riparian buffers improve water quality and benefit surrounding wildlife

We have planted over 70,000 trees and native plants in the last 10 years with the help of so many community volunteers.

We have planted over 70,000 trees and native plants in the last 10 years with the help of so many community volunteers.

Riparian Restoration

Restoration Voluneer.jpg

A variety of past and current land uses within the Hangman Creek, Little Spokane River, and Deep/Coulee Creek watersheds have contributed to a steady degradation in our local water quality. Unsustainable agricultural, forestry, and grazing practices combined with urban development have resulted in erosion and sedimentation, nutrient loading, riparian buffer loss, wetland destruction, and contaminated stormwater runoff. As a result, water bodies in these watersheds do not meet Washington State water quality standards for parameters such as fecal coliform, dissolved oxygen, pH, turbidity, and temperature.

Whitworth Restoration.JPG

In order to improve water quality and public health in these degraded watersheds, The Lands Council is recruiting private landowners interested in implementing riparian restoration activities on their properties or farms; and providing information on proper household fertilizer use and disposal, septic system maintenance, pet waste management, and lawn clipping disposal. We’re also facilitating field-based water quality educational programming with secondary school students in these watersheds and guiding public/elected officials on place-based, informational kayak tours. Our comprehensive, multi-year native plant restoration program – which targets high-risk tributaries and confluence areas – will result in optimum age class, density, species diversity, and canopy cover to stabilize streambanks, filter pollutants coming off the land, and reduce elevated stream temperatures.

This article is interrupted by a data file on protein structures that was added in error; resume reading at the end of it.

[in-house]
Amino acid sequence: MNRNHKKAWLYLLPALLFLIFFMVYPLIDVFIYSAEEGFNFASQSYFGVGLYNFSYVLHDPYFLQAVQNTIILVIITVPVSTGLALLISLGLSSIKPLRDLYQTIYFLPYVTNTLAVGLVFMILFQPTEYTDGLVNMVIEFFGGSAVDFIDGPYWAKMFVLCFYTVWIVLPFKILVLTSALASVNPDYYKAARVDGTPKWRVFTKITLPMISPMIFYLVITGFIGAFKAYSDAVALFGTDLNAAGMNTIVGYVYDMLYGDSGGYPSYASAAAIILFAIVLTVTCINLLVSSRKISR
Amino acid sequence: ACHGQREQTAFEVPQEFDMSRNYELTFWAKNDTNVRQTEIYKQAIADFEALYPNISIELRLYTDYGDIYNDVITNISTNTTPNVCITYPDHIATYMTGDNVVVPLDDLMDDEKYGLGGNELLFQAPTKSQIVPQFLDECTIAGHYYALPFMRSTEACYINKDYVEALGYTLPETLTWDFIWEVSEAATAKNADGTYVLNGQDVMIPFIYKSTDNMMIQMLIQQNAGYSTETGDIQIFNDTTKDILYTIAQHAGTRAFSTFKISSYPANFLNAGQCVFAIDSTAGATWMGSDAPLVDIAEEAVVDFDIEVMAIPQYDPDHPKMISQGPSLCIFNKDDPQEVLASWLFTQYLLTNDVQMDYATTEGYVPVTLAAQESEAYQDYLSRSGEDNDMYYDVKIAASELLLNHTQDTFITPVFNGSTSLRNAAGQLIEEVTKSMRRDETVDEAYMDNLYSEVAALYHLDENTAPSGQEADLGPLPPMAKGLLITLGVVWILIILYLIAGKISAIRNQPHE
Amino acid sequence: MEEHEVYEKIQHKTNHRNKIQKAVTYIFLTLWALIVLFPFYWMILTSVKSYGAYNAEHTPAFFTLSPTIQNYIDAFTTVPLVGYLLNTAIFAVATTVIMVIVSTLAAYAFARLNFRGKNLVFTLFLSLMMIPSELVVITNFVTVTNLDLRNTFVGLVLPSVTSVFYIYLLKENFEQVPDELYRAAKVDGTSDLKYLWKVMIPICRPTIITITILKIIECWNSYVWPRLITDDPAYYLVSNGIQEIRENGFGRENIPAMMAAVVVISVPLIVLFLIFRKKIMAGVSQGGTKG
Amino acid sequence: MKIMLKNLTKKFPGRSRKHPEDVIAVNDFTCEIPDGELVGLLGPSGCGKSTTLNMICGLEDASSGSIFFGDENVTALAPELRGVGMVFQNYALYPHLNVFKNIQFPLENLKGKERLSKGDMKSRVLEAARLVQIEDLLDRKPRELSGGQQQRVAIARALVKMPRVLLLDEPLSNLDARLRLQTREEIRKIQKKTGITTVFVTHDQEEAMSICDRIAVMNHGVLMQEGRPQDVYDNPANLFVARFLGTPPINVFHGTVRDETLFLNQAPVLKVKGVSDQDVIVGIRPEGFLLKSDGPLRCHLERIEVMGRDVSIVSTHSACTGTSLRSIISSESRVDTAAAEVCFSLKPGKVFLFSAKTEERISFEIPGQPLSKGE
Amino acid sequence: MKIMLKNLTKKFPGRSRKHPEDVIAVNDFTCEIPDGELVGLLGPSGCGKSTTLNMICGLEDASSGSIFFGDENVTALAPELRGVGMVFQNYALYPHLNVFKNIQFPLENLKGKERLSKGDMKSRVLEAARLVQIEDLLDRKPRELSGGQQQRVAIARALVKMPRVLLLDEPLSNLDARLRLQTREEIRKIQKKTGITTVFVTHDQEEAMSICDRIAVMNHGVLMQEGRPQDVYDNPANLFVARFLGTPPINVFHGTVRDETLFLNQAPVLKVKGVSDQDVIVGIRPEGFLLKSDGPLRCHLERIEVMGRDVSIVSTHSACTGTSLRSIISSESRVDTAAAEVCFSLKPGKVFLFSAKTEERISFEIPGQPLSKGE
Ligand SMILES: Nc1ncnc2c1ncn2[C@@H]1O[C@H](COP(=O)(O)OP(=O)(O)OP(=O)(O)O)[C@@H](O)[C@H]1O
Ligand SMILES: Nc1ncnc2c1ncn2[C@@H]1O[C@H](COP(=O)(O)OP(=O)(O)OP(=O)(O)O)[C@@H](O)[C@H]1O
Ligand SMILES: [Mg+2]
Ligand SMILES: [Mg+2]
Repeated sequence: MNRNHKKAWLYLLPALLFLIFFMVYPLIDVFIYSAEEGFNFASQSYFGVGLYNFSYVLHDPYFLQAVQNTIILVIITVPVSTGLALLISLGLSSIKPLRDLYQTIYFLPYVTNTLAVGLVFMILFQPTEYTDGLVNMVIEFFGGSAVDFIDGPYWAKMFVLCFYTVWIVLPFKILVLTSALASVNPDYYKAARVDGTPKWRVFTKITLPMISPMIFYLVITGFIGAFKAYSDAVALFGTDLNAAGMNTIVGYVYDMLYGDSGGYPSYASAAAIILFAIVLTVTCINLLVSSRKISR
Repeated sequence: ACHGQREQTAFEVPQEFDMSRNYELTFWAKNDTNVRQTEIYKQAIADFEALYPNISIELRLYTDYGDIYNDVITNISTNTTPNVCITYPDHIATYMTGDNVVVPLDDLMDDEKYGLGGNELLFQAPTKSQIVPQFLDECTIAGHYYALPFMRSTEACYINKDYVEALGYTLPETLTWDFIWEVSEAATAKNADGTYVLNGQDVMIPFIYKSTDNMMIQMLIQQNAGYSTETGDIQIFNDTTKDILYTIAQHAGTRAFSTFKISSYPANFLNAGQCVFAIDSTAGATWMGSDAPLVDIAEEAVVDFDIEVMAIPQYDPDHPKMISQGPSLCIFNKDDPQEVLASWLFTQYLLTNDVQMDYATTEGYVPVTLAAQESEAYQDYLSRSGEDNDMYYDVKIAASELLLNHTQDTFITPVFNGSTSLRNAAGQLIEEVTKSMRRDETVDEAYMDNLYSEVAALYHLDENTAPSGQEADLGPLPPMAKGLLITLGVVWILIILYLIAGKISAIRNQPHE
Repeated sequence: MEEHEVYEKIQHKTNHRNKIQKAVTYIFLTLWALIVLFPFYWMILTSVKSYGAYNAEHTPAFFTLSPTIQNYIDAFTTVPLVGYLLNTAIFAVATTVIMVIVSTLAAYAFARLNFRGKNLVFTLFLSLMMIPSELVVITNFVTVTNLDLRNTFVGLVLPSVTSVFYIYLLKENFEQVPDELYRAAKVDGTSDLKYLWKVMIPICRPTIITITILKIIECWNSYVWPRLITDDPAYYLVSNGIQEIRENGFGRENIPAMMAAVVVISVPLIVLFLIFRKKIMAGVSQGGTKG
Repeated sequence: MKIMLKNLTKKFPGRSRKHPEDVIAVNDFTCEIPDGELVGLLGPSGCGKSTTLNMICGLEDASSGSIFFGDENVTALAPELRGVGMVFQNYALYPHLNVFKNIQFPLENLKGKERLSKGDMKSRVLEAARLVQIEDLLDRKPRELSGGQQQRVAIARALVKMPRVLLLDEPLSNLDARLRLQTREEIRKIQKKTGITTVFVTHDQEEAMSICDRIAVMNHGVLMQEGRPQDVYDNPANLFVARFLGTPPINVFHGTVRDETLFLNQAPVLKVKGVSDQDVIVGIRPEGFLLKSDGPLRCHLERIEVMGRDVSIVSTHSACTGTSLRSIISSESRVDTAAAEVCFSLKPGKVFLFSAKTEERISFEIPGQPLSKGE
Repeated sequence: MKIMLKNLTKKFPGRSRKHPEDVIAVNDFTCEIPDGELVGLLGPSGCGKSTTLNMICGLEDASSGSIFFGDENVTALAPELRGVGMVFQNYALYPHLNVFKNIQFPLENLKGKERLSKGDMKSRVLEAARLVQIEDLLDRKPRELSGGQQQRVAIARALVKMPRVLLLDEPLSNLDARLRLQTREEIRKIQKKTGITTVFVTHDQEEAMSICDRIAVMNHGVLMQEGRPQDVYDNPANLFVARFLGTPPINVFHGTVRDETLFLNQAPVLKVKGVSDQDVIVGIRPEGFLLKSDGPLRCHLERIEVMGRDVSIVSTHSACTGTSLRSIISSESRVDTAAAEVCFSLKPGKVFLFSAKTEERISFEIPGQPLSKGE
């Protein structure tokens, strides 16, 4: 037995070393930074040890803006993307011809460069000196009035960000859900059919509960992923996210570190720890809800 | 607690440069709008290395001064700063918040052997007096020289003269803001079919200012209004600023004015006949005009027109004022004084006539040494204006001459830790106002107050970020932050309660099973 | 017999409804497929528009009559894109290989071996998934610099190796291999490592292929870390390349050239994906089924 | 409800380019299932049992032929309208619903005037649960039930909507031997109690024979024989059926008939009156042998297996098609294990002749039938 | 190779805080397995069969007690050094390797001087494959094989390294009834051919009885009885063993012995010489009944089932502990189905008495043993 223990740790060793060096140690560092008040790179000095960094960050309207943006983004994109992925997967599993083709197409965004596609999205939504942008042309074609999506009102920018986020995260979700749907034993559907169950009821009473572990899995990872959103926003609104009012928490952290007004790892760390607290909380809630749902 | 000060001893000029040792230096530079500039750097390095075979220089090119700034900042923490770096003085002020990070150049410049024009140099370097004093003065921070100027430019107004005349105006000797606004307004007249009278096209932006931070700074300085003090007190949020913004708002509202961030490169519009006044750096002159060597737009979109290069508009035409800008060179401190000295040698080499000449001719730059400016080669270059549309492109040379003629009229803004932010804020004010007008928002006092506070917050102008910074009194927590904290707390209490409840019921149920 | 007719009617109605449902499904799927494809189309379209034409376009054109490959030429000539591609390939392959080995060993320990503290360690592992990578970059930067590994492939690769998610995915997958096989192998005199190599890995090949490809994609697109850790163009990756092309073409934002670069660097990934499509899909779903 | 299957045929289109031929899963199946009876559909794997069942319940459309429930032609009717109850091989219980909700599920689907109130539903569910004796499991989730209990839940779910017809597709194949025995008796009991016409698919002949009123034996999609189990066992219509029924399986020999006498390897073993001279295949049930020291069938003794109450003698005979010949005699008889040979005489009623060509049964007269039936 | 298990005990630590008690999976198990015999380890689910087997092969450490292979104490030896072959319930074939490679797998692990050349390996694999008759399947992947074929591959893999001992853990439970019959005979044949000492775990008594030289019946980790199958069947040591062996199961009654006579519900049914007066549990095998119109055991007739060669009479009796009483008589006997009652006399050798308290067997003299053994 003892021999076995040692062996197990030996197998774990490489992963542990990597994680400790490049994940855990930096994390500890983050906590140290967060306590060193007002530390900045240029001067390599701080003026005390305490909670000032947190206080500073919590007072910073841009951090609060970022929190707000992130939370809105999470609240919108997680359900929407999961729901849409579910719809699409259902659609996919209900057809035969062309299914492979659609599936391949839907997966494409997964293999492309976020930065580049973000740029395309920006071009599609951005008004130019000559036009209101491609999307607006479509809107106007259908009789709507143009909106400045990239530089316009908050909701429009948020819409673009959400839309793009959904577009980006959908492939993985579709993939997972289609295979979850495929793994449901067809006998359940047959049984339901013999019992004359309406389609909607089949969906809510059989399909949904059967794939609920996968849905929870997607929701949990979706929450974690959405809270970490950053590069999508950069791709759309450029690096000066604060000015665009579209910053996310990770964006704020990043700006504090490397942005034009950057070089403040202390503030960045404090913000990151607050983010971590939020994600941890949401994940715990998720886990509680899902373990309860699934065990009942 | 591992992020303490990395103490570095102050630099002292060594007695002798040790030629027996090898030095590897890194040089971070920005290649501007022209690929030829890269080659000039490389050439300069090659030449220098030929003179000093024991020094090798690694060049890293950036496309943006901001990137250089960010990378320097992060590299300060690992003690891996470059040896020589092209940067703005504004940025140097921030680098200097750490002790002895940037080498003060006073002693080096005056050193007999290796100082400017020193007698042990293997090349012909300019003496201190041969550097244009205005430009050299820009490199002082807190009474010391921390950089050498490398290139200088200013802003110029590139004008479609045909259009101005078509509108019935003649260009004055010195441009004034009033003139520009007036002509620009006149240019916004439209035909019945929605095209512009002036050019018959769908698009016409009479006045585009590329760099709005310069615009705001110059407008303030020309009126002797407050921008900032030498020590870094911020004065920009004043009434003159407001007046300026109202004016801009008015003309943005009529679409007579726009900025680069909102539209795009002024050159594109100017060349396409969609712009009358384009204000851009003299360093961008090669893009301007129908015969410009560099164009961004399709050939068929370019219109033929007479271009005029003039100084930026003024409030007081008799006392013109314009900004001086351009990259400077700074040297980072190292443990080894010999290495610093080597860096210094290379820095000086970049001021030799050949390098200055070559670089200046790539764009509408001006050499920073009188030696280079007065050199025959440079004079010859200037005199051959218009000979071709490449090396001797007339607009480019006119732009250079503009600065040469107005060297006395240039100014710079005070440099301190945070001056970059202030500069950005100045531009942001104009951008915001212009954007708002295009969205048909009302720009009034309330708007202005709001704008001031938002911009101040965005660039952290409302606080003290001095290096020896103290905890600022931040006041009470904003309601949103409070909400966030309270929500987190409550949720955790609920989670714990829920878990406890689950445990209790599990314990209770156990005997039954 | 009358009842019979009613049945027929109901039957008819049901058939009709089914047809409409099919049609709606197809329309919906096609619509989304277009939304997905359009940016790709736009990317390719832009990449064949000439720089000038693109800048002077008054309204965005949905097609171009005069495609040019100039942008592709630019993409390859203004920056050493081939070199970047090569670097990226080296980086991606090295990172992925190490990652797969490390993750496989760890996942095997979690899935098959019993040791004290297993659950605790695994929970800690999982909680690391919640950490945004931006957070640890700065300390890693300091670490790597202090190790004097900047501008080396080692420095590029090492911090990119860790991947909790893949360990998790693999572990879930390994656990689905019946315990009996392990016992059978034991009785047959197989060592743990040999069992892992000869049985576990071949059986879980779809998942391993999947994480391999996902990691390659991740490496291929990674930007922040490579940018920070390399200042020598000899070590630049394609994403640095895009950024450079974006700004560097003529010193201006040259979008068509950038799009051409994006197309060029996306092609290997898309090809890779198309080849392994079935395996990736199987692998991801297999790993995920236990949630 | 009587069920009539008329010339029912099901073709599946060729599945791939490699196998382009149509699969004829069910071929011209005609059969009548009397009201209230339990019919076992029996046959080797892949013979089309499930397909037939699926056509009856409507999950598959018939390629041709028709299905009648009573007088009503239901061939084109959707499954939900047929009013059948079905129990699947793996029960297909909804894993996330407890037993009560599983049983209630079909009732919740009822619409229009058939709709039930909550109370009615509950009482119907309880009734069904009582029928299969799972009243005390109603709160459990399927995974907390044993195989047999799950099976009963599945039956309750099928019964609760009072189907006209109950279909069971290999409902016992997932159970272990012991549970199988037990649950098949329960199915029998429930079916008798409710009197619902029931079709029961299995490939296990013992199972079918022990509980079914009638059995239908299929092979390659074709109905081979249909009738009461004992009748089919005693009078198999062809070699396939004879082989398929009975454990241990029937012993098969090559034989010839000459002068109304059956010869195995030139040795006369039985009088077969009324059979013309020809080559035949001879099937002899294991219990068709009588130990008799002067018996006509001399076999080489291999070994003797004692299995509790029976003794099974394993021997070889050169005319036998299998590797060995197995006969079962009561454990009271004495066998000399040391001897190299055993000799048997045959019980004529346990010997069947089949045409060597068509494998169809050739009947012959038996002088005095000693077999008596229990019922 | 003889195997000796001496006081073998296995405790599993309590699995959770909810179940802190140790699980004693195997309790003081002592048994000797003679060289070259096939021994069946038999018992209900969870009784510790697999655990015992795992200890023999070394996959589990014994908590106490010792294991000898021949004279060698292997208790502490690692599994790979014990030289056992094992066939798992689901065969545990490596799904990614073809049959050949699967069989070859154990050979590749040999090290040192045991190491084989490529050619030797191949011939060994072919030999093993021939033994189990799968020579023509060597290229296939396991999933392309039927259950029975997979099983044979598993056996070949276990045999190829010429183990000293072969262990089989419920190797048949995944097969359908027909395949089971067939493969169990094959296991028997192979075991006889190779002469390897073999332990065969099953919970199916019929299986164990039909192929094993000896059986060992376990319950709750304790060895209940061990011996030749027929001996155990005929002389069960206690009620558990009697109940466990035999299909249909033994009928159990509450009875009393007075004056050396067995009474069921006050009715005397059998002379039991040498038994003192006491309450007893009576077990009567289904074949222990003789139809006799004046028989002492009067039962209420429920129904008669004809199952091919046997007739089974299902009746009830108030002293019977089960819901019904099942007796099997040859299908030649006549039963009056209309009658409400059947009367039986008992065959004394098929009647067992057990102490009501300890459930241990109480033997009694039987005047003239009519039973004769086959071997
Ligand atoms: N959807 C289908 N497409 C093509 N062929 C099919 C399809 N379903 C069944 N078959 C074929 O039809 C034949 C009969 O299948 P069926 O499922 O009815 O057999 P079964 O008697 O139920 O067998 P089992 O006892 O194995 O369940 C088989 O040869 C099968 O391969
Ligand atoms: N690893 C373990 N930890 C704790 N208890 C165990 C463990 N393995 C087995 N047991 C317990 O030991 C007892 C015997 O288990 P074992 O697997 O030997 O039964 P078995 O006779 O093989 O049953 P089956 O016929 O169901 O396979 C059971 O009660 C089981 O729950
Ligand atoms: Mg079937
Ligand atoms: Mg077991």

The Lands Council’s intention with its riparian restoration is a phased approach – working on riparian health and landowner education now will prepare these watersheds for beaver reintroduction in suitable reaches later to attenuate flows; reduce the magnitude of flashy spring runoff events; maintain higher water levels in the critical summer period; and create wetlands and fish and wildlife habitat.

Support Restoration Projects